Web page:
Chinese stocks in the U.S. sank to a one-month low as increased bets against solar stocks helped drag down prices before third-quarter earnings reports this week that analysts forecast will show net losses.
The Bloomberg China-US 55 Index (SHCOMP) fell 2.4 percent to 96.74, the lowest since Oct. 21, at the close of trading in New York yesterday. The measure has retreated for four consecutive days, the longest since Oct. 3. Suntech Power Holdings Co., Trina Solar Ltd. (TSL), and Yingli Green Energy Holding Co. (YGE) led declines among peers. Focus Media Holdings Ltd., a digital advertising company, fell as much as 66 percent, the most on the index, after Muddy Waters LLC recommended betting against the shares.
Suntech, the world’s largest maker of solar panels, may announce today its adjusted third-quarter net loss was $45 million, compared with a $33.8 million loss in the prior quarter, according to the average estimate of 20 analysts surveyed by Bloomberg. Trina and Yingli will also incur losses for the quarter, Bloomberg survey data showed.
Most of the Chinese solar companies due to report third-quarter sales this week “lowered expectations for quarterly shipment and margin,” Dan Ries, an analyst at Collins Stewart LLC in New York, wrote in a report yesterday. “The industry continues to suffer from a combination of excess capacity and an absence of available construction financing in the important Italian market.”
Ries maintained a “sell” rating on Suntech, and forecasts the company will report a net loss next year. He also retained a 12-month price target of $2.
Suntech slid 4.7 percent to a one-month low of $2.23 yesterday, taking its loss this year to 72 percent. Its American depositary receipts, each representing a common share, sunk as much as 9 percent in earlier trading.
Data Explorers said in a report Nov. 18 that Chinese solar stocks dominate the list of names with the greatest amount of short interest, in which an investor profits from falling prices. The companies accounted for eight out of the top 20 shares, the New York-based research firm said.
Trina, China’s fifth-largest supplier of solar panels, has 36 percent of its shares on loan to short sellers, up 1 percentage point from a month ago and the highest among the 20 most-shorted stocks listed in the Data Explorers’ report.
The Changzhou, China-based Trina said after U.S. trading that third-quarter net loss was $31.5 million, more than the $1.9 million mean net-loss forecast of 19 analysts, and compared with net income of $11.8 million in the previous three months.
The company dropped 3.4 percent to a six-week low of $6.23, before the earnings, after sinking as much as 7.1 percent earlier. Its shares have lost 73 percent this year.
The Standard & Poor’s 500 Index (SPX) fell 1.9 percent in its fourth day of declines to 1,192.98 amid concern U.S. lawmakers had failed to agree on a deficit plan.
The ishares FTSE China 25 Index Fund, the biggest Chinese exchange-traded fund in the U.S., retreated 3.1 percent to $34.24, the lowest in a month. The Chinese yuan weakened 0.1 percent to 6.36 a dollar, trimming its gain this year to 3.9 percent, according to the China Foreign Exchange Trade System.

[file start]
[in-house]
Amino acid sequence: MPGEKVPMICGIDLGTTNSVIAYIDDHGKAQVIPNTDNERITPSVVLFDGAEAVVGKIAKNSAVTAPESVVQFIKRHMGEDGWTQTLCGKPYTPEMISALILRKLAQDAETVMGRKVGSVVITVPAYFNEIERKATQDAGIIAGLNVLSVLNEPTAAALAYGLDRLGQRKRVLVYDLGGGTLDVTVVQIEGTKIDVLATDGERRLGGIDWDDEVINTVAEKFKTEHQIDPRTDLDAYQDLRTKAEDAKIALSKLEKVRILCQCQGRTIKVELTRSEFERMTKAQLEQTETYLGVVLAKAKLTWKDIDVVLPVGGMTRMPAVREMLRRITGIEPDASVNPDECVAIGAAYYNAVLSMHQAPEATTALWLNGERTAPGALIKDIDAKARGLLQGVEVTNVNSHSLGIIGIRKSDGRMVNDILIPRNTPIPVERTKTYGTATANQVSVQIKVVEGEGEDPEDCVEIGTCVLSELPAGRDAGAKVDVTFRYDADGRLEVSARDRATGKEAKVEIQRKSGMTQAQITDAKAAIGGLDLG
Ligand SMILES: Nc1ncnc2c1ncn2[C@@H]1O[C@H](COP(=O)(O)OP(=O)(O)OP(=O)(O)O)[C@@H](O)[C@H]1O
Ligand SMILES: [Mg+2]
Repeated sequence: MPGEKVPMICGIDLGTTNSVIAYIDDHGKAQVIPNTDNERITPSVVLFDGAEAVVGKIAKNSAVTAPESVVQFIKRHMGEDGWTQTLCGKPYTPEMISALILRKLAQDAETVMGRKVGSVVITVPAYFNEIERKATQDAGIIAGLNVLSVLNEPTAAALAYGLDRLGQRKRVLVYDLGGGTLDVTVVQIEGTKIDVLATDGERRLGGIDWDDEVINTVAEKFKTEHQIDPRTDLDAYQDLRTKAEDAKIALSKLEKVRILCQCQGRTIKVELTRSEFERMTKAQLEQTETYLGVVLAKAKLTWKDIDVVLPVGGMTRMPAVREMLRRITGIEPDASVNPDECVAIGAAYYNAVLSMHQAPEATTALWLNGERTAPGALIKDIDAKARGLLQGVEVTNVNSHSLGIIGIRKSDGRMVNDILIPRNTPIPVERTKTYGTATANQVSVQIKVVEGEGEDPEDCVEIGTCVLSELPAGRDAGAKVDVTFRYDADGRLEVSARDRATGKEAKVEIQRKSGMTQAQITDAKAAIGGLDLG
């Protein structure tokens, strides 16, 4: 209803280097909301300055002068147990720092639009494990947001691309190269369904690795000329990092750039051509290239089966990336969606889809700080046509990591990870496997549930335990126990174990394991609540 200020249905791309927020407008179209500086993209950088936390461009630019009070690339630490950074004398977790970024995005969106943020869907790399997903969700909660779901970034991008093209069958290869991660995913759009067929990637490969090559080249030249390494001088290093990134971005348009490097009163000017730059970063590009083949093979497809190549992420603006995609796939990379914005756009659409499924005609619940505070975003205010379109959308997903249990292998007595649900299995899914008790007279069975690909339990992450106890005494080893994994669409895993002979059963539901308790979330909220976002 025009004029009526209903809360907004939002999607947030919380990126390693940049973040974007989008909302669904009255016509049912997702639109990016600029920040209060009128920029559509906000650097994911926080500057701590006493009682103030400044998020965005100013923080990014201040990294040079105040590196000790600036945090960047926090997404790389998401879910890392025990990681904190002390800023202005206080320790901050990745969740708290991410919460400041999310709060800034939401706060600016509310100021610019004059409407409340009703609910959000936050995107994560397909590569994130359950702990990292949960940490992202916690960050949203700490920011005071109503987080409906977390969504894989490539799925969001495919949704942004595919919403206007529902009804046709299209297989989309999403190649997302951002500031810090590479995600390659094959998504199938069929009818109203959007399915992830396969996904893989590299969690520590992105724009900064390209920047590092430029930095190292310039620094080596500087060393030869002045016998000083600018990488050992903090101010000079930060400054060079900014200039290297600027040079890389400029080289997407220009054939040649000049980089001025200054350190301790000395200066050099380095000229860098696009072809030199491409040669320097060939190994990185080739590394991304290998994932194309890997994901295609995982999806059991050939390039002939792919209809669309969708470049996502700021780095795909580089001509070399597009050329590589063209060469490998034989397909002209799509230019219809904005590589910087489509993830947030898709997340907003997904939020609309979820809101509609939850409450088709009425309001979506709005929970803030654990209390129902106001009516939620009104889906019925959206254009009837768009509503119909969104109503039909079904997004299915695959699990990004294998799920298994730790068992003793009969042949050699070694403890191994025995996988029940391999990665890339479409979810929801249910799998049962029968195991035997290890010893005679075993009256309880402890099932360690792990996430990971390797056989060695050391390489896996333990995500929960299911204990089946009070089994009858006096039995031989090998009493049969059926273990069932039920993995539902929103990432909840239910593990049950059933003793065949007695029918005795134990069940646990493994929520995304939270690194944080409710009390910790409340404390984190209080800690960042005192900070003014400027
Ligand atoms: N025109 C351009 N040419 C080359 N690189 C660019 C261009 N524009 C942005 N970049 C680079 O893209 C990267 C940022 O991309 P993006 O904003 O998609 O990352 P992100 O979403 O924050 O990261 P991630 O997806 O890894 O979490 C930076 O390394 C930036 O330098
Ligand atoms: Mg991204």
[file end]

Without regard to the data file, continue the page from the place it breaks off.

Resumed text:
China, the world’s second-largest economy, grew 9.1 percent in the third quarter from a year earlier. Consumer price gains slowed to 5.5 percent in October from a three-year high of 6.5 percent in July.
Focus Media, which delivers advertising through televisions in office lobbies and outdoor billboards, sank after Muddy Waters, which is known for having predicted Sino-Forest Corp.’s retreat, recommended betting against the Shanghai-based company.
The company’s ADRs plunged to $15.43, the lowest since July 2010. Short-selling interest in Focus Media rose to 10 percent of its free-floating shares on Nov. 18, the highest in a year at least, according to Data Explorers. The ratio was 1 percent at the beginning of the year.
The Shanghai Composite Index, which tracks the domestic bourse, lost 0.1 percent to 2,415.13 on concern a slowing property market will damp demand for products from cement to household appliances.
Yingli, based in Baoding, China, retreated 5.5 percent to $3.29, the weakest level since Oct. 4. The company may also announce a net loss for the three months ended in September, after making a net profit in the previous quarter, estimates compiled by Bloomberg showed.
LDK Solar Co, China’s second-largest maker of solar wafers, fell 2.4 percent in its seventh day of decline to a seven-week low of $2.83. The company may today report third-quarter net loss of $50.3 million, compared with $34.8 million of losses in prior three-month period, according to the average of 11 analysts’ estimate. Its shares have plunged 72 percent this year.
China’s solar companies will ask the government to start a dumping and subsidy investigation into sales of U.S. polysilicon in the nation after American authorities opened a trade probe into the imports of Chinese solar cells.
The U.S. has exported a “large amount” of polysilicon, the raw material of solar panels, into China, which has become the biggest supplier of the finished solar products, Gao Hongling, deputy secretary-general of the China Photovoltaic Industry Alliance, said by phone yesterday.
To contact the editor responsible for this story: David Papadopoulos at firstname.lastname@example.org